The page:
Go deeper again and think about the sub-categories within that category, for example travel photographers that only shoot with iPhones or still life photographers that specialize in shooting floral arrangements.

Get as specific about the person as you can.

You want to be able to address that person in such a way that they legit believe you have physic powers.


Get Specific – about the problem

The second and equally, if not more important part of this equation, is the problem.

The ‘thing’ that your specific audience member has being struggling with. This is what you have created your challenge/course/opt-in to help them solve.

I should note at this point that finding the problem itself, is not enough.

It’s a great start but you also want to make sure that this problem is an urgent problem. A problem that your audience member needs to resolve right now.

The sense of urgency is the difference between someone thinking ‘oh, that’s a great challenge, I’ll come back to that later, when I have time’ and someone thinking ‘OMG I’ve been looking everywhere for this – sign me up.’

So in your copy and call to action, not only should you be addressing your specific person but also their specific problem.


Don’t Fall At The Last Hurdle

The final icing on the cake is the actual button itself. After all that time writing all this amazing copy and thinking about how to talk to your target audience, it can be ever so easy to forget to change the text on that ‘sign up’ button. It happens, we’ve all been there.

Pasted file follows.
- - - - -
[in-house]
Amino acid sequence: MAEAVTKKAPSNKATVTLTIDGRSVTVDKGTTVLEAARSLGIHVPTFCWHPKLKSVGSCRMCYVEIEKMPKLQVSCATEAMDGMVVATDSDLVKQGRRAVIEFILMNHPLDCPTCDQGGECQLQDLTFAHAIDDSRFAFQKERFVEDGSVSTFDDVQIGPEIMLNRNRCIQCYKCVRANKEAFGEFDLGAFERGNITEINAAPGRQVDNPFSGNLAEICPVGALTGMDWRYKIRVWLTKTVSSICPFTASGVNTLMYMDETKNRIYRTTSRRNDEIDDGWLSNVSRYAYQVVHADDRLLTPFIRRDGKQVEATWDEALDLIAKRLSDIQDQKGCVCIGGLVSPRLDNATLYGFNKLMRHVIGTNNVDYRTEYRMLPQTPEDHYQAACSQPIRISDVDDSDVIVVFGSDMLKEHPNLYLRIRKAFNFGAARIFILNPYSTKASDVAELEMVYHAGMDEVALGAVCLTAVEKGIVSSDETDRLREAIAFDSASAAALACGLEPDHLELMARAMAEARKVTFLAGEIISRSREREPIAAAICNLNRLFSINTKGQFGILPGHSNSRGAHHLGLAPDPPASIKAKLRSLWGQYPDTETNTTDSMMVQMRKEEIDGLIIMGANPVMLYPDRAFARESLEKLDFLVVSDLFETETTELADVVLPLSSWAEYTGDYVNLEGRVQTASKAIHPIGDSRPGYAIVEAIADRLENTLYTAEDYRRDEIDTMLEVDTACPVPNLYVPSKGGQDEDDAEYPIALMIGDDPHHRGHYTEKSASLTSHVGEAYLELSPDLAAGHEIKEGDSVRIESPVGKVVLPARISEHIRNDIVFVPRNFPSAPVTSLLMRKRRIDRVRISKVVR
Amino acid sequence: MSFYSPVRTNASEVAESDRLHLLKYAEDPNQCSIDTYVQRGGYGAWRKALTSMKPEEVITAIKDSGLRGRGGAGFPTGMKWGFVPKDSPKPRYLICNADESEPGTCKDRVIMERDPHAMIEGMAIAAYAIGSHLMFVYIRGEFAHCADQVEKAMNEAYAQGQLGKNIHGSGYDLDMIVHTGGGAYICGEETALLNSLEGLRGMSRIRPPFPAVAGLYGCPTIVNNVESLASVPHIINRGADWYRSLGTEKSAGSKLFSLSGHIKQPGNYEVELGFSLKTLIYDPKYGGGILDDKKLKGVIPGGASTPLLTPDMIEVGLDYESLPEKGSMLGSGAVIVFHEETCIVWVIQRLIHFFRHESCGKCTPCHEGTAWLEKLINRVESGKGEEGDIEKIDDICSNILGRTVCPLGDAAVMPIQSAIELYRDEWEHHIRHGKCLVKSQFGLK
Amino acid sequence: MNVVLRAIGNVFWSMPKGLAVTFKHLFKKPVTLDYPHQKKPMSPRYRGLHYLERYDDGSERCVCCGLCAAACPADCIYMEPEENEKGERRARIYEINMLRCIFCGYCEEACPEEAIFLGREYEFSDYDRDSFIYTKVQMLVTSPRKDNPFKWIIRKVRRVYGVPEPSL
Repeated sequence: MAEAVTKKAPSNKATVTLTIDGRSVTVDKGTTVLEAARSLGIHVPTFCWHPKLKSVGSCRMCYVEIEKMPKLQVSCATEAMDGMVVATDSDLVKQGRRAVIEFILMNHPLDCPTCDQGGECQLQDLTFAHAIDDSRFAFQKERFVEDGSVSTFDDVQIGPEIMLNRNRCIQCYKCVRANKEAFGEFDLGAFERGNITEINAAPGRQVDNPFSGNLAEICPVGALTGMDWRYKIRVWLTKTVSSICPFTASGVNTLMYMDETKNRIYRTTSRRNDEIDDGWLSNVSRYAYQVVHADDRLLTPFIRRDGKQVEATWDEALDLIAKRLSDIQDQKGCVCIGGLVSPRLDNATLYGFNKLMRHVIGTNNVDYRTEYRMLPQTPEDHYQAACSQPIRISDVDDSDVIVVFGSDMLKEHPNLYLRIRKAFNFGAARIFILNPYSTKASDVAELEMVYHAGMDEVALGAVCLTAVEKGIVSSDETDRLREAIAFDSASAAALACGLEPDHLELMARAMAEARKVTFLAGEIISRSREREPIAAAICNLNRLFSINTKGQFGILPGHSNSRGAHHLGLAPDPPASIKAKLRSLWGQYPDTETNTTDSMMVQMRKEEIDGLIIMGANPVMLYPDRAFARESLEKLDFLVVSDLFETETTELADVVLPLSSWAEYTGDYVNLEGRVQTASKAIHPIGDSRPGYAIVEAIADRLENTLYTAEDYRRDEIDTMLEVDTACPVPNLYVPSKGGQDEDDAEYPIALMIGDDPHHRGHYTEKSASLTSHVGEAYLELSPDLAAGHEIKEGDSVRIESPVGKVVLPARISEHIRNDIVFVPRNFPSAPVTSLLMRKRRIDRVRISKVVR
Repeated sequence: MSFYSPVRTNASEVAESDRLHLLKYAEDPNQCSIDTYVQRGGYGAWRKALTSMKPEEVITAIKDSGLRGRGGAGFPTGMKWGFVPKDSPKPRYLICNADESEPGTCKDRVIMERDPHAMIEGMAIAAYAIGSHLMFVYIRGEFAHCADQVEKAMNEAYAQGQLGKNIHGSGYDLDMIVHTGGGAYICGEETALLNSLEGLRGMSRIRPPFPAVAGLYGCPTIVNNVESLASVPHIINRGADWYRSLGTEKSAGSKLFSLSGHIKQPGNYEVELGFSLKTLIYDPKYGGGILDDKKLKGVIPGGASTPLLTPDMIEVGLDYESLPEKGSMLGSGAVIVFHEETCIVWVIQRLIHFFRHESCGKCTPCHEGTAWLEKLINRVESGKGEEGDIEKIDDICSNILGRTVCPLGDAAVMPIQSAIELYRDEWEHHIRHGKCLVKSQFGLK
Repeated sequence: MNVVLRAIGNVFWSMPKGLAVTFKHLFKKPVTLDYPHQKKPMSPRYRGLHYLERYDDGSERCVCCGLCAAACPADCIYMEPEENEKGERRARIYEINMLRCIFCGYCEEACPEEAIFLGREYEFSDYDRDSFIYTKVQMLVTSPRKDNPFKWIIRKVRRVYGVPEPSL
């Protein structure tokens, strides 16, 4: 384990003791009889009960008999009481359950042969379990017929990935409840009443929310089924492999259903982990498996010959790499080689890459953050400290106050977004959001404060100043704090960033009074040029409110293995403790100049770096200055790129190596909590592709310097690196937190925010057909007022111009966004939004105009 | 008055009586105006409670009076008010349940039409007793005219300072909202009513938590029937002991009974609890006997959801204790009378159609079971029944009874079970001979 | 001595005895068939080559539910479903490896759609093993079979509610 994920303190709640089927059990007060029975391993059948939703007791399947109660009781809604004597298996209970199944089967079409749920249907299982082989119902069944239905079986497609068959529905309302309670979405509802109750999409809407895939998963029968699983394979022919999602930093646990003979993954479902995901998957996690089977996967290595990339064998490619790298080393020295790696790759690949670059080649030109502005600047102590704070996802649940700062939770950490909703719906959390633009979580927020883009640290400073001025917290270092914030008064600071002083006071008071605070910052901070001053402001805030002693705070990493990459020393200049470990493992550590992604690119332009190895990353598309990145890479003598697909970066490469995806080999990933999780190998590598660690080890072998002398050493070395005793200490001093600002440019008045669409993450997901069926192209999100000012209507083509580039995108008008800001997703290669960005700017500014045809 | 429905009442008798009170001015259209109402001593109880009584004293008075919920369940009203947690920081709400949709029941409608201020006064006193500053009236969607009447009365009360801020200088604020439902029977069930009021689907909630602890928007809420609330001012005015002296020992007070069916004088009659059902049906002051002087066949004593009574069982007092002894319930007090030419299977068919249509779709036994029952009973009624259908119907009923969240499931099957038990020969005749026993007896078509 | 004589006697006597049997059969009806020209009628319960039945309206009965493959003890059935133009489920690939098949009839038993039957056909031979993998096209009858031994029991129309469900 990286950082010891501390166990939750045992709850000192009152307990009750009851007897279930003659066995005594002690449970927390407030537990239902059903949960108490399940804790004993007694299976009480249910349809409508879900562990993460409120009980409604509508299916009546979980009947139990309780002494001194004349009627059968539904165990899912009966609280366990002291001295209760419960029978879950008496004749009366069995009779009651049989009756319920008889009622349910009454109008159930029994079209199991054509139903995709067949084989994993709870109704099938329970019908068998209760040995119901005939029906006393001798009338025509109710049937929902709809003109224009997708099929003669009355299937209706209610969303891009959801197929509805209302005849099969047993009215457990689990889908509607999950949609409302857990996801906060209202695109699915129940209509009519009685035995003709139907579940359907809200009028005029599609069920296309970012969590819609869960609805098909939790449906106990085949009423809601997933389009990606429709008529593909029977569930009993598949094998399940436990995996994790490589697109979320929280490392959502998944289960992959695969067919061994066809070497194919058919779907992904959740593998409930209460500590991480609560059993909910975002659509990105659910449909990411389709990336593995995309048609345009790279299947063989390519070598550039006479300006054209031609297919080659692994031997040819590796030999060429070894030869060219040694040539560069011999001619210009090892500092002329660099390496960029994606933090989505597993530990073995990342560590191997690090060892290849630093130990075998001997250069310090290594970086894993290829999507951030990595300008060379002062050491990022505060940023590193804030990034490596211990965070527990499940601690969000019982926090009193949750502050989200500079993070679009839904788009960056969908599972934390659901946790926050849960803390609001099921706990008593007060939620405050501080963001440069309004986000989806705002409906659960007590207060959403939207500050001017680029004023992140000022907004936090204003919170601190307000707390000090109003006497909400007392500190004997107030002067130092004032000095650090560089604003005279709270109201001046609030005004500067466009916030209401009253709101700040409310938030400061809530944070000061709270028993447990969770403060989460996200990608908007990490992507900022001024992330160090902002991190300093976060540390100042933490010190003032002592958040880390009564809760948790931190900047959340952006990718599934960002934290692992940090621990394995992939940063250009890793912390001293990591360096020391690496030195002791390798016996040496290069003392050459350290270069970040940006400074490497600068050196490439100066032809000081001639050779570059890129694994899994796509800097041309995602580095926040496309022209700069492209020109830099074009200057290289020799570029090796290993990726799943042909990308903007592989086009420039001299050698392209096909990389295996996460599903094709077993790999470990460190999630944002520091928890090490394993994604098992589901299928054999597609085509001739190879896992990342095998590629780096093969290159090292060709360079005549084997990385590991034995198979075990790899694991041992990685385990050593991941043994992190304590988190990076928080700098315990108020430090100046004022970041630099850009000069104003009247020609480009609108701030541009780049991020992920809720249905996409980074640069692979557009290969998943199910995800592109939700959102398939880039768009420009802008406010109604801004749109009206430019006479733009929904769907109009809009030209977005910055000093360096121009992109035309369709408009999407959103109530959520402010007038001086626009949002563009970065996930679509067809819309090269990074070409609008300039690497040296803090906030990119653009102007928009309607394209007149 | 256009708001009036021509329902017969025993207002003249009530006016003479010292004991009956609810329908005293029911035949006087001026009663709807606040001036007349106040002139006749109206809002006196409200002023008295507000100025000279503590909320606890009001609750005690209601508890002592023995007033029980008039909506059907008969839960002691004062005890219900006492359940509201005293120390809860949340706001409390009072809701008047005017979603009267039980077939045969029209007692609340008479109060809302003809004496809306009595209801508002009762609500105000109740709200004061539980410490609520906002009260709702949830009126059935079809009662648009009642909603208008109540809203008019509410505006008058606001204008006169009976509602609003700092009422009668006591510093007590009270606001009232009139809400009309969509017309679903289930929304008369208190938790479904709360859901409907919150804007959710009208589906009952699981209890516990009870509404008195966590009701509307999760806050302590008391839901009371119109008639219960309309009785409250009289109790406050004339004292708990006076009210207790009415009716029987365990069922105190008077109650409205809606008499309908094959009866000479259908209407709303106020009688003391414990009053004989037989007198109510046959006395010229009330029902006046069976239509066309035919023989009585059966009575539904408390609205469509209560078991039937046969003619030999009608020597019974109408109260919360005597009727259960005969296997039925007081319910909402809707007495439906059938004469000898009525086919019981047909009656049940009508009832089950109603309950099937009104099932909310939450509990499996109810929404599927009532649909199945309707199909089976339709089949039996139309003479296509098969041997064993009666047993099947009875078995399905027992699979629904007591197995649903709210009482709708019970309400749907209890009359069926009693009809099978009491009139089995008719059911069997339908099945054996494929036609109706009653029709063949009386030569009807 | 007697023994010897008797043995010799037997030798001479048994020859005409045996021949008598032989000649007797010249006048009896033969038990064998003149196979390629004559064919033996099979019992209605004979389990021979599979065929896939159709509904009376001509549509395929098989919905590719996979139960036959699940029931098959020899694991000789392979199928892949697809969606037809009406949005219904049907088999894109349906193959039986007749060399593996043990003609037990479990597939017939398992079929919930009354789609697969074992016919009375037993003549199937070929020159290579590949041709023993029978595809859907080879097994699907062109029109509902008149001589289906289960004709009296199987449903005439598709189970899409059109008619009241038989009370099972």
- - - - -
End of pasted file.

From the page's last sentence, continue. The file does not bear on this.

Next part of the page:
Don’t get too fancy, however, it still needs to be clear that by clicking that button your audience member will be taken to your sign up form/challenge/opt-in.




And that my friends brings us to an end of part one. I hope this has given you lots of ideas about ways you might like to structure, promote and share your challenge with your audience.



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I hope you enjoyed this post and found it useful. I would be a hypocrite  if I were to not take my own advice here and kindly ask you to share this post if you think it’s something your own audience could benefit from. 

Any questions, of course, just pop them in the comments below. In part two we are talking about how to increase conversions.